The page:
Dan Hitchens wrote a little essay for First Things that wakes up your imagination. He writes that the Soviet revolution was undone partly by the acknowledgements of its own crimes and concessions to reality. The Stalinist terrors were regretted and, not much later, the beliefs on which they were based were doubted, then repudiated. But even in the years immediately preceding the fall of Soviet Communism, people thought it would go on forever. Perhaps, Hitchens writes, we are already seeing the same shame-faced acknowledgements and concessions from the sexual revolution. Roman Polanski is now vilified, when less than two decades ago he was defended and celebrated:
In Britain, similarly revolting tales have been plucked from the dustbin of history. It’s been remembered that the Paedophile Information Exchange achieved respectability in progressive circles: Guardian columnist Polly Toynbee has recalled her “sinking feeling that in another five years or so, their aims would eventually be incorporated into the general liberal credo, and we would all find them acceptable.” Other aspects of the sexual revolution also look different in hindsight. David Steel, the architect of Britain’s abortion liberalization, has said he never expected “anything like” the number of abortions that followed.
It’s hard not to see signs of this revolution losing steam and esteem. There’s the emergence of Michel Houllebecq, whose work gives a nasty critique to a society–a home-that has become nasty. In the Irish Times I read about Maura Higgins, a reality TV show star on Love Island. Higgins is a smoldering young beauty with a big personality. The headline and sub-headline of the column run this way: “Love Island’s Maura Higgins dances on grave of Official Ireland. TV star is far removed from De Valera’s vision of suppressed women.”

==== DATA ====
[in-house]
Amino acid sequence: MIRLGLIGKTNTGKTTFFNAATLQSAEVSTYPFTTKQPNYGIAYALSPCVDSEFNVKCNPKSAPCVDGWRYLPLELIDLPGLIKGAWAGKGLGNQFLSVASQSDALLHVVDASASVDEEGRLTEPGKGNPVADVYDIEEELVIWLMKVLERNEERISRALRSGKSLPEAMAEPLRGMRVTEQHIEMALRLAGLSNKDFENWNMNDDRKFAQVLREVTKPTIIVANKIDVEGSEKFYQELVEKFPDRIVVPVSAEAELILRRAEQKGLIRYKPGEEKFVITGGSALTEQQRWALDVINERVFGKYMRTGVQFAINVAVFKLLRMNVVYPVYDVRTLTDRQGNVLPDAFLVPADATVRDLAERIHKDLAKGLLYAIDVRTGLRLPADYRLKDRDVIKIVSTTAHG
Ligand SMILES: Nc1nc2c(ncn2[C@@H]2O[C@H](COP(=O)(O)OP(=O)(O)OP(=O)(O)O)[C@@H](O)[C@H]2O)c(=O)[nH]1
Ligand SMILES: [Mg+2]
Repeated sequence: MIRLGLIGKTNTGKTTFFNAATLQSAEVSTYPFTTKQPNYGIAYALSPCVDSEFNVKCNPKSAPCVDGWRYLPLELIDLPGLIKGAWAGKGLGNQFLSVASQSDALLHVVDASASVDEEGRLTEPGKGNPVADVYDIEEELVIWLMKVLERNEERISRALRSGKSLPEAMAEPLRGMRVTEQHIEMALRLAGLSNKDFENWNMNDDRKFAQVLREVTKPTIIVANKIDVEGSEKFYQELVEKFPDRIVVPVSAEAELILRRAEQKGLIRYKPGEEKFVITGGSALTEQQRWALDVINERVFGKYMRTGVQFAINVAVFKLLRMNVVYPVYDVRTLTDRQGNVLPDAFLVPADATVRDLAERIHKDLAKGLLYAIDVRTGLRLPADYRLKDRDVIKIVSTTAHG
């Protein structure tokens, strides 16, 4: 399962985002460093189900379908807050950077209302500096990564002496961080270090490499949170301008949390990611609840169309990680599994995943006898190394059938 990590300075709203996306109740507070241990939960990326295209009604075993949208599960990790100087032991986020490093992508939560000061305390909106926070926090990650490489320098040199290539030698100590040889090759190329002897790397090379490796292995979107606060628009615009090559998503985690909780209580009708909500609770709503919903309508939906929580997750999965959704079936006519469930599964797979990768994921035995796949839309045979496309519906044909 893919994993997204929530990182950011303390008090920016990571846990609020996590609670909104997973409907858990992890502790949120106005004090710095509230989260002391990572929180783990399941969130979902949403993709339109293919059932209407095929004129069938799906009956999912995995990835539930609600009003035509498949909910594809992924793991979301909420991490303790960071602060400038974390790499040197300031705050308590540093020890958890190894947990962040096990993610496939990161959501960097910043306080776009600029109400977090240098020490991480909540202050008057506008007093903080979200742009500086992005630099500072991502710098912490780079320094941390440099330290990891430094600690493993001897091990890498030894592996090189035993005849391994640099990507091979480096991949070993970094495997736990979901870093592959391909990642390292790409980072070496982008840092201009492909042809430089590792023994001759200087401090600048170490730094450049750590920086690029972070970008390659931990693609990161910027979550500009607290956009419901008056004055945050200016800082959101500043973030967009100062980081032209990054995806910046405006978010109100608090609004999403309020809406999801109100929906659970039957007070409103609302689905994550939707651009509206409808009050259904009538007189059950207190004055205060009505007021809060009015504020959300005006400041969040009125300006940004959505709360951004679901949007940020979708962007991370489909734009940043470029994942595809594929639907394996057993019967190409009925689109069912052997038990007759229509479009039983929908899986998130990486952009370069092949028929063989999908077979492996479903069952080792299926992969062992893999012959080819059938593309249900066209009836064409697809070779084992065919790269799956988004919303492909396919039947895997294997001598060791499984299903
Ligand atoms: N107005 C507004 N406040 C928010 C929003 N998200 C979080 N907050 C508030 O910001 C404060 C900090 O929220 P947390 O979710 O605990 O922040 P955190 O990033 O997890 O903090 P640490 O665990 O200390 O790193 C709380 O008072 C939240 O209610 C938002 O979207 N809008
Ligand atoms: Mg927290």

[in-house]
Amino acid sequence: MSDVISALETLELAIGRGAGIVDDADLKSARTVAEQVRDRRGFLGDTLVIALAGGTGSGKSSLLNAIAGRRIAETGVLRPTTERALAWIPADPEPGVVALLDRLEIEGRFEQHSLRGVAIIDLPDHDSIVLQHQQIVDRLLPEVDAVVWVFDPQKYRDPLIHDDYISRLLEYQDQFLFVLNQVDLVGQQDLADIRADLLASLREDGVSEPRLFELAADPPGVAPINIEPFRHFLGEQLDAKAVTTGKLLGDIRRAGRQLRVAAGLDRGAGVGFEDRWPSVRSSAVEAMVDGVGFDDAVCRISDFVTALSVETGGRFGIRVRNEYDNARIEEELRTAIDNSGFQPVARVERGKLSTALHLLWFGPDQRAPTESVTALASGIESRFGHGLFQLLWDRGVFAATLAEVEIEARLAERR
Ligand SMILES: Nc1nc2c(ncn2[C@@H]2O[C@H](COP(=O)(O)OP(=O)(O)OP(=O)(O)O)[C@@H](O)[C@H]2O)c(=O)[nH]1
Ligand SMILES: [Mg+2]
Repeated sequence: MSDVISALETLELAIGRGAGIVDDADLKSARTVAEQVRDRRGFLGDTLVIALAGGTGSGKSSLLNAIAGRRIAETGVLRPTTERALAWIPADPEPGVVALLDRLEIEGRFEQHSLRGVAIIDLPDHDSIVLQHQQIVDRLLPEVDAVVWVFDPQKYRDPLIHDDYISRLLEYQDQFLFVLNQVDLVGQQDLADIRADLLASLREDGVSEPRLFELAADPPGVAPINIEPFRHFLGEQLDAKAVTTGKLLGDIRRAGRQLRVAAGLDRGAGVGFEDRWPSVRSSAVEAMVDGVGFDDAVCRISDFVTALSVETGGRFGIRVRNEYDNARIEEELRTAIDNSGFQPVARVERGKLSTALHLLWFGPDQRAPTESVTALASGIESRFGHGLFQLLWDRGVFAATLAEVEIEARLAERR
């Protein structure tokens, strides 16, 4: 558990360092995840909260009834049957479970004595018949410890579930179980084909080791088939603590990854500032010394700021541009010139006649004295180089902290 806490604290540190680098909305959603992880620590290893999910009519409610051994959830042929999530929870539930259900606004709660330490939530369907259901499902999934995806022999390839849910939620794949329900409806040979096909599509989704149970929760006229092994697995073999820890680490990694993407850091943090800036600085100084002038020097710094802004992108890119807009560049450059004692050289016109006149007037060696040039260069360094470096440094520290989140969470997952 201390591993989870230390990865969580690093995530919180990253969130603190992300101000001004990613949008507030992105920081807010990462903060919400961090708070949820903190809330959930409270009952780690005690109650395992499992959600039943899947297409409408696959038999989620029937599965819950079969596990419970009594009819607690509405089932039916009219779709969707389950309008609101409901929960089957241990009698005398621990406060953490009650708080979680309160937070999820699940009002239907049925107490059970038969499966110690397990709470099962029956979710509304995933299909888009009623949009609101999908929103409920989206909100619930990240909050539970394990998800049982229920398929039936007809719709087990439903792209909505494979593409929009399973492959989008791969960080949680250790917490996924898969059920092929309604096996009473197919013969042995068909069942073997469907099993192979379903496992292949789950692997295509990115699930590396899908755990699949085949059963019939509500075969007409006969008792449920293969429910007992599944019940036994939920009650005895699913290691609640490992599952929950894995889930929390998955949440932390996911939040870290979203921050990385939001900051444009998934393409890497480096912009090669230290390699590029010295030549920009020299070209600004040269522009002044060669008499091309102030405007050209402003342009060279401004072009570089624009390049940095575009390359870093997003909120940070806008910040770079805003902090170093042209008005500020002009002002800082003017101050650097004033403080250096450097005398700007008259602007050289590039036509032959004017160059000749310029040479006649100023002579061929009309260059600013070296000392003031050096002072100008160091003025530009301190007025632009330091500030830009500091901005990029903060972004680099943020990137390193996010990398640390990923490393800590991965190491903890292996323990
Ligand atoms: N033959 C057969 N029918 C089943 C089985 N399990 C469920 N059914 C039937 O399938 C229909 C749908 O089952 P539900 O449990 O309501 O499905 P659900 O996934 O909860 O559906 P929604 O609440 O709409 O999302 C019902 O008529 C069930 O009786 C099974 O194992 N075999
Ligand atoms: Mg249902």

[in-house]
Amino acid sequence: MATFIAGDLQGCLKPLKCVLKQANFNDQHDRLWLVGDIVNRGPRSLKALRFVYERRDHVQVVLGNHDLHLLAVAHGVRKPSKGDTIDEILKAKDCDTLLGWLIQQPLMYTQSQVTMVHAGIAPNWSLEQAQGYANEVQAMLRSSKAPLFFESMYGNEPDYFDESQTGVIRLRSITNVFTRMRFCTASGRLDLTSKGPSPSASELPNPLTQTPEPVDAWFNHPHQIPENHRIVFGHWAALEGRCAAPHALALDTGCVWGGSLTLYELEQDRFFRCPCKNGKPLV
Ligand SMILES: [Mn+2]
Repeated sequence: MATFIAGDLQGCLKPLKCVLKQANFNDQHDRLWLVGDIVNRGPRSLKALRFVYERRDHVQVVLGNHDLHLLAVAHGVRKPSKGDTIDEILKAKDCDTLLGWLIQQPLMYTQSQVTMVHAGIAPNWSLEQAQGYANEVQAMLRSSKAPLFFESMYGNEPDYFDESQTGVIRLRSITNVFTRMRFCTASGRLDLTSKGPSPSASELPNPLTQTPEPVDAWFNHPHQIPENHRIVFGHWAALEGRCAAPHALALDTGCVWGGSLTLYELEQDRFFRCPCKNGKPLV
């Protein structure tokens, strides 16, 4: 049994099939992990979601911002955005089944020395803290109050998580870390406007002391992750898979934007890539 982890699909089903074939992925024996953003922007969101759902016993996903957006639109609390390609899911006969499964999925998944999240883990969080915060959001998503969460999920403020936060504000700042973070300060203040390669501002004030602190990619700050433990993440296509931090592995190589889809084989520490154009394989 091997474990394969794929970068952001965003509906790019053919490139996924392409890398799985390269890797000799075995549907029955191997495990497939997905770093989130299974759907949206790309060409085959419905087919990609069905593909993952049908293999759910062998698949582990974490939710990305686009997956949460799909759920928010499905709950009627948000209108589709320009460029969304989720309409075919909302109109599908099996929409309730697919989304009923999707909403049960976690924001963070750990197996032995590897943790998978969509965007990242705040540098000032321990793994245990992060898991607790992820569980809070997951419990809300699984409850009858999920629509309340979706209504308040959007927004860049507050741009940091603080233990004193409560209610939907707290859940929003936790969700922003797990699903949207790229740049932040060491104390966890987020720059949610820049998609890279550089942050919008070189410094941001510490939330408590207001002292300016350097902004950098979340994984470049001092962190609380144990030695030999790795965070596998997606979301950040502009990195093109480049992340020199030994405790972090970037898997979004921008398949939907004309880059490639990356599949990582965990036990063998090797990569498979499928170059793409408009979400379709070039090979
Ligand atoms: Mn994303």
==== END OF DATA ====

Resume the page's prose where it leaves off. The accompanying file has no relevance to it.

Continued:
Eamon De Valera was a contemporary of Winston Churchill and Dwight Eisenhower. The column’s subsequent invocation of old Dev, and the saying of the rosary remind me of the recapitulation of Big Brother’s approved version of English history in 1984.
In the old days (it ran), before the glorious Revolution, London was not the beautiful city that we know today. It was a dark, dirty, miserable place where hardly anybody had enough to eat and where hundreds and thousands of poor people had no boots on their feet and not even a roof to sleep under. Children no older than you had to work twelve hours a day for cruel masters who flogged them with whips if they worked too slowly and fed them on nothing but stale breadcrusts and water.
But in among all this terrible poverty there were just a few great big beautiful houses that were lived in by rich men who had as many as thirty servants to look after them. These rich men were called capitalists. They were fat, ugly men with wicked faces, like the one in the picture on the opposite page. You can see that he is dressed in a long black coat which was called a frock coat, and a queer, shiny hat shaped like a stovepipe, which was called a top hat. This was the uniform of the capitalists, and no one else was allowed to wear it. The capitalists owned everything in the world, and everyone else was their slave.
When the social propaganda is this lame, I suppose the times are a-changin’.